It is a violation of federal law to air obscene programming at any time or indecent programming or profane language from 6 a.m. to 10 p.m. Congress has given the FCC the responsibility for administratively enforcing these laws. The FCC may revoke a station license, impose a monetary forfeiture or issue a warning if a station airs obscene, indecent or profane material.
Obscene broadcasts are prohibited at all times
Obscene material is not protected by the First Amendment to the Constitution and cannot be broadcast at any time. The Supreme Court has established that to be considered obscene, material must meet a three-pronged test:
- An average person, applying contemporary community standards, must find that the material, as a whole, appeals to the prurient interest.
- The material must depict or describe, in a patently offensive way, sexual conduct specifically defined by applicable law.
- The material, taken as a whole, must lack serious literary, artistic, political or scientific value.
Indecent broadcast restrictions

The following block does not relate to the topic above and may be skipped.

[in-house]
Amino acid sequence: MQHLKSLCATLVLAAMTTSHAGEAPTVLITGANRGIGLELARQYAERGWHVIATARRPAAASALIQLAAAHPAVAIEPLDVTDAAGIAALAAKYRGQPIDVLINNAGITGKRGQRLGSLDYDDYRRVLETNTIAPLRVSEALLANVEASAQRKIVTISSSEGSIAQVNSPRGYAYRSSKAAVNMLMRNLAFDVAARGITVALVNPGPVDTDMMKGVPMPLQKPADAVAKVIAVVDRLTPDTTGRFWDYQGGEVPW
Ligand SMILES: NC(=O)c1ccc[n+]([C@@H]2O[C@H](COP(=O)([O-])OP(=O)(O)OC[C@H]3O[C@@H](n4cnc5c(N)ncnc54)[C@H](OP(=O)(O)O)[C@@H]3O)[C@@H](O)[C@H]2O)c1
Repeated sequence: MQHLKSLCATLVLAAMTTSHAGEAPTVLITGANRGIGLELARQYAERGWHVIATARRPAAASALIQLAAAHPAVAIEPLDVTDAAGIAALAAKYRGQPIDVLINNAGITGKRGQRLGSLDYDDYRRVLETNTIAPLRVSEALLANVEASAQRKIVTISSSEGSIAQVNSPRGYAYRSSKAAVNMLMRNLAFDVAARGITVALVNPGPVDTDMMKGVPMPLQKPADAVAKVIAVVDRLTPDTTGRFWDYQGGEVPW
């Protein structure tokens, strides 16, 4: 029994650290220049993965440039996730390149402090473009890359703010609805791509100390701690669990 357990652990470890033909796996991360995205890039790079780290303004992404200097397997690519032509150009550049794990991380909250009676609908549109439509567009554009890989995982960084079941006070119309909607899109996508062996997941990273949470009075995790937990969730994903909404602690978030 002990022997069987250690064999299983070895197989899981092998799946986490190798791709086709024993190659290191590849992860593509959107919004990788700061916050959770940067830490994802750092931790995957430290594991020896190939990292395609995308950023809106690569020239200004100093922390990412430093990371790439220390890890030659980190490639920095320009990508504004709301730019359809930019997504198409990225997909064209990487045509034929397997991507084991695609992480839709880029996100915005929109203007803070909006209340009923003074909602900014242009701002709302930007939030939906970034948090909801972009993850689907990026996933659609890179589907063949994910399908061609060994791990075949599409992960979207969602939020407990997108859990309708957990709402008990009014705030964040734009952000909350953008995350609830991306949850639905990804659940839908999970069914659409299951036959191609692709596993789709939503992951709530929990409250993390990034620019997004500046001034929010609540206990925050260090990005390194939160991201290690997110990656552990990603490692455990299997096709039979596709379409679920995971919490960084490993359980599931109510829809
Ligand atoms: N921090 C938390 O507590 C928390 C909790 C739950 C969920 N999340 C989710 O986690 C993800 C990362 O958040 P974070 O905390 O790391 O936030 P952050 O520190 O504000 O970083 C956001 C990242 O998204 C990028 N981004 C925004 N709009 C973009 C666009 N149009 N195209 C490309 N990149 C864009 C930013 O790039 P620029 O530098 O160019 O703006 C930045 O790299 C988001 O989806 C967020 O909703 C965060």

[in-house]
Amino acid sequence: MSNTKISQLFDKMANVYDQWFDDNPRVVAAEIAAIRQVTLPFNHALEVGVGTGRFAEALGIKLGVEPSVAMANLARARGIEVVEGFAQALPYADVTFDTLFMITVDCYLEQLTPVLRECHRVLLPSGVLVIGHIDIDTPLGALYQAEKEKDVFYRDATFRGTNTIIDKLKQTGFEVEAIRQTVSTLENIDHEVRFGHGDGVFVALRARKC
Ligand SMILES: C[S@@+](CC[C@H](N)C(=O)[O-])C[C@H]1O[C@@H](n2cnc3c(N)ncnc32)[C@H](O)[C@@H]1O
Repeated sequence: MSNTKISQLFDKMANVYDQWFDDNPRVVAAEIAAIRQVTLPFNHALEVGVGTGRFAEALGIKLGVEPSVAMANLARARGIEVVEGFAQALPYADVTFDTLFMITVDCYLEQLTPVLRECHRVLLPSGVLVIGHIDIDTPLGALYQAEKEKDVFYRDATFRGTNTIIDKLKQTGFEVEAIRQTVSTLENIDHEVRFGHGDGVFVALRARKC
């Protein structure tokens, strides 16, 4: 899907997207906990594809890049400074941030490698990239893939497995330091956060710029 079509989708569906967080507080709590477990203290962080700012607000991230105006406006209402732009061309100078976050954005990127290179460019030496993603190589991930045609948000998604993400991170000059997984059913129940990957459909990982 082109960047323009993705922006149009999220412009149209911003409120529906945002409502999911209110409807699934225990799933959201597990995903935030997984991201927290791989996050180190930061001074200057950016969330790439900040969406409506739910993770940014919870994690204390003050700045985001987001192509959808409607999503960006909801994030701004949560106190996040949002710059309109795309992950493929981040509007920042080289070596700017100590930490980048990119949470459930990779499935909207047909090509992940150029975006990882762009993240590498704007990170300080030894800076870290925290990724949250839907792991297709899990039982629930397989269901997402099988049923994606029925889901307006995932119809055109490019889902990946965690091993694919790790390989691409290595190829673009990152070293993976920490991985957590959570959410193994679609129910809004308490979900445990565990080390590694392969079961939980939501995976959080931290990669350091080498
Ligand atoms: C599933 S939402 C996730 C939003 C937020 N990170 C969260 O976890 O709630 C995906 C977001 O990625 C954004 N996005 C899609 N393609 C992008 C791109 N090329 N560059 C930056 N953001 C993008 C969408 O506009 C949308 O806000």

The FCC has defined broadcast indecency as "language or material that, in context, depicts or describes, in terms patently offensive as measured by contemporary community standards for the broadcast medium, sexual or excretory organs or activities." Indecent programming contains patently offensive sexual or excretory material that does not rise to the level of obscenity. The courts hold that indecent material is protected by the First Amendment and cannot be banned entirely. FCC rules prohibit indecent speech on broadcast radio and television between 6 a.m. and 10 p.m., when there is reasonable risk that children may be in the audience.
Profane broadcast restrictions
The FCC defines profanity as "including language so grossly offensive to members of the public who actually hear it as to amount to a nuisance." Like indecency, profane speech is prohibited on broadcast radio and television between the hours of 6 a.m. and 10 p.m.